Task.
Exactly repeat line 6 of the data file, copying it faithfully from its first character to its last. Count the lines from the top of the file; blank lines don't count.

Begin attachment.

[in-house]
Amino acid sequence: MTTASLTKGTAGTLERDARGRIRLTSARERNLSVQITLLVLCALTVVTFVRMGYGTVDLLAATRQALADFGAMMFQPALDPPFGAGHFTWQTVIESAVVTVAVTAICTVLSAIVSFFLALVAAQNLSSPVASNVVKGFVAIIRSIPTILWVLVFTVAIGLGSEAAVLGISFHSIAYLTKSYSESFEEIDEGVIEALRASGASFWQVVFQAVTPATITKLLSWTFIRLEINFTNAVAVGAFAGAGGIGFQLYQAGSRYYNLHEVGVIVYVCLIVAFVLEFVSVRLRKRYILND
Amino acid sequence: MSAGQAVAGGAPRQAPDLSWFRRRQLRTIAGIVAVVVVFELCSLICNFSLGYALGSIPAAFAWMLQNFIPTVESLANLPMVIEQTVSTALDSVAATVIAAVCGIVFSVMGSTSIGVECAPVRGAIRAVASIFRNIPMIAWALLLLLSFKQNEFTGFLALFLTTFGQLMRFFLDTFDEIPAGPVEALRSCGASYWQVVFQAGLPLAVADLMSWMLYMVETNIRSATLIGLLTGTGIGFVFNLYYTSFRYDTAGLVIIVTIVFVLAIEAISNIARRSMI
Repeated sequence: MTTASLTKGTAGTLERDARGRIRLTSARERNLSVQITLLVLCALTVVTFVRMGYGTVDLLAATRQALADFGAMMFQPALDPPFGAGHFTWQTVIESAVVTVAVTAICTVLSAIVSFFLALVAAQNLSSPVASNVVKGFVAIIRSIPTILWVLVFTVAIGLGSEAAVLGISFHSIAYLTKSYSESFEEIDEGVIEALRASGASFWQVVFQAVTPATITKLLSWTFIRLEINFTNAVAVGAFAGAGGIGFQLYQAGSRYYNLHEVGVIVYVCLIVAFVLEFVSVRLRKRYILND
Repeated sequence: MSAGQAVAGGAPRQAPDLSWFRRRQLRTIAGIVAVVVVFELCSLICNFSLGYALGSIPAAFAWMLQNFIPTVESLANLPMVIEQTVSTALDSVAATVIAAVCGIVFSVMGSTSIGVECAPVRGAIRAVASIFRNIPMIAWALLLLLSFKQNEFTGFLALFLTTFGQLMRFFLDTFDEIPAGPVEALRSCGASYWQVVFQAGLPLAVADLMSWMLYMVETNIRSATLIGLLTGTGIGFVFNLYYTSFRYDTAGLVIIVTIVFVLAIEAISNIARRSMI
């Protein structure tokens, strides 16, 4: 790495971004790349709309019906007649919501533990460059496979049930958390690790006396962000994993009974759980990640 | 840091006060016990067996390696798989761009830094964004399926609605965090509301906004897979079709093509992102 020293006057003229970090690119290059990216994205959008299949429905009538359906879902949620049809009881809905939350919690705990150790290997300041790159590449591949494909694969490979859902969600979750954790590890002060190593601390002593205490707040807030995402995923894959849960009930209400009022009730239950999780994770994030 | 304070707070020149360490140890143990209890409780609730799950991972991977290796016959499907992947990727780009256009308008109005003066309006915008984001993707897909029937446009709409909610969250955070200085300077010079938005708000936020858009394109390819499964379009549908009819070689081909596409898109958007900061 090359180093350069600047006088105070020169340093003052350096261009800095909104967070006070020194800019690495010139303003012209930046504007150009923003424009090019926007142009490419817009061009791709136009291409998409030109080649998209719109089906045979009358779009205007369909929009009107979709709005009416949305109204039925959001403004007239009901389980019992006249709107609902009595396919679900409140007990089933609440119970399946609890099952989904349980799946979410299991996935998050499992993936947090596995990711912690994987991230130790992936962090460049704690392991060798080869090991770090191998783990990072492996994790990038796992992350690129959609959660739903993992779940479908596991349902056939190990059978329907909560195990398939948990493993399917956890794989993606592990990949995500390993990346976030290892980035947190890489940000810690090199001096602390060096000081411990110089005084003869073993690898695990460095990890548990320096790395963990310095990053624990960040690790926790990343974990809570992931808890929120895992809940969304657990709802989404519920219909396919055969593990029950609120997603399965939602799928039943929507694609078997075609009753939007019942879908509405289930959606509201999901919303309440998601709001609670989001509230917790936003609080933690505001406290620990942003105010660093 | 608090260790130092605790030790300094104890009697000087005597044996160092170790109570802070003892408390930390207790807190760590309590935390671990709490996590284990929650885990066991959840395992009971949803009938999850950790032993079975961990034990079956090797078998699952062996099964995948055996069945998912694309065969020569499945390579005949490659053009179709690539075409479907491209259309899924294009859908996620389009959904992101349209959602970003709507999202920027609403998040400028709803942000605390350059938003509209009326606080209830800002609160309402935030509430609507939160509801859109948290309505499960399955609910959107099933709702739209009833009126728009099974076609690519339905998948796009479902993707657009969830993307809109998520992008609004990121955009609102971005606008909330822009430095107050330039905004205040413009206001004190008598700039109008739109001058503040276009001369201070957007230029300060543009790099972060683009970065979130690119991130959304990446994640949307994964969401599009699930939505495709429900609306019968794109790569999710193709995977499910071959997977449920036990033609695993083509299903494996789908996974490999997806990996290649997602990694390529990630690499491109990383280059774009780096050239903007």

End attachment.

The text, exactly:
């Protein structure tokens, strides 16, 4: 790495971004790349709309019906007649919501533990460059496979049930958390690790006396962000994993009974759980990640 | 840091006060016990067996390696798989761009830094964004399926609605965090509301906004897979079709093509992102 020293006057003229970090690119290059990216994205959008299949429905009538359906879902949620049809009881809905939350919690705990150790290997300041790159590449591949494909694969490979859902969600979750954790590890002060190593601390002593205490707040807030995402995923894959849960009930209400009022009730239950999780994770994030 | 304070707070020149360490140890143990209890409780609730799950991972991977290796016959499907992947990727780009256009308008109005003066309006915008984001993707897909029937446009709409909610969250955070200085300077010079938005708000936020858009394109390819499964379009549908009819070689081909596409898109958007900061 090359180093350069600047006088105070020169340093003052350096261009800095909104967070006070020194800019690495010139303003012209930046504007150009923003424009090019926007142009490419817009061009791709136009291409998409030109080649998209719109089906045979009358779009205007369909929009009107979709709005009416949305109204039925959001403004007239009901389980019992006249709107609902009595396919679900409140007990089933609440119970399946609890099952989904349980799946979410299991996935998050499992993936947090596995990711912690994987991230130790992936962090460049704690392991060798080869090991770090191998783990990072492996994790990038796992992350690129959609959660739903993992779940479908596991349902056939190990059978329907909560195990398939948990493993399917956890794989993606592990990949995500390993990346976030290892980035947190890489940000810690090199001096602390060096000081411990110089005084003869073993690898695990460095990890548990320096790395963990310095990053624990960040690790926790990343974990809570992931808890929120895992809940969304657990709802989404519920219909396919055969593990029950609120997603399965939602799928039943929507694609078997075609009753939007019942879908509405289930959606509201999901919303309440998601709001609670989001509230917790936003609080933690505001406290620990942003105010660093 | 608090260790130092605790030790300094104890009697000087005597044996160092170790109570802070003892408390930390207790807190760590309590935390671990709490996590284990929650885990066991959840395992009971949803009938999850950790032993079975961990034990079956090797078998699952062996099964995948055996069945998912694309065969020569499945390579005949490659053009179709690539075409479907491209259309899924294009859908996620389009959904992101349209959602970003709507999202920027609403998040400028709803942000605390350059938003509209009326606080209830800002609160309402935030509430609507939160509801859109948290309505499960399955609910959107099933709702739209009833009126728009099974076609690519339905998948796009479902993707657009969830993307809109998520992008609004990121955009609102971005606008909330822009430095107050330039905004205040413009206001004190008598700039109008739109001058503040276009001369201070957007230029300060543009790099972060683009970065979130690119991130959304990446994640949307994964969401599009699930939505495709429900609306019968794109790569999710193709995977499910071959997977449920036990033609695993083509299903494996789908996974490999997806990996290649997602990694390529990630690499491109990383280059774009780096050239903007």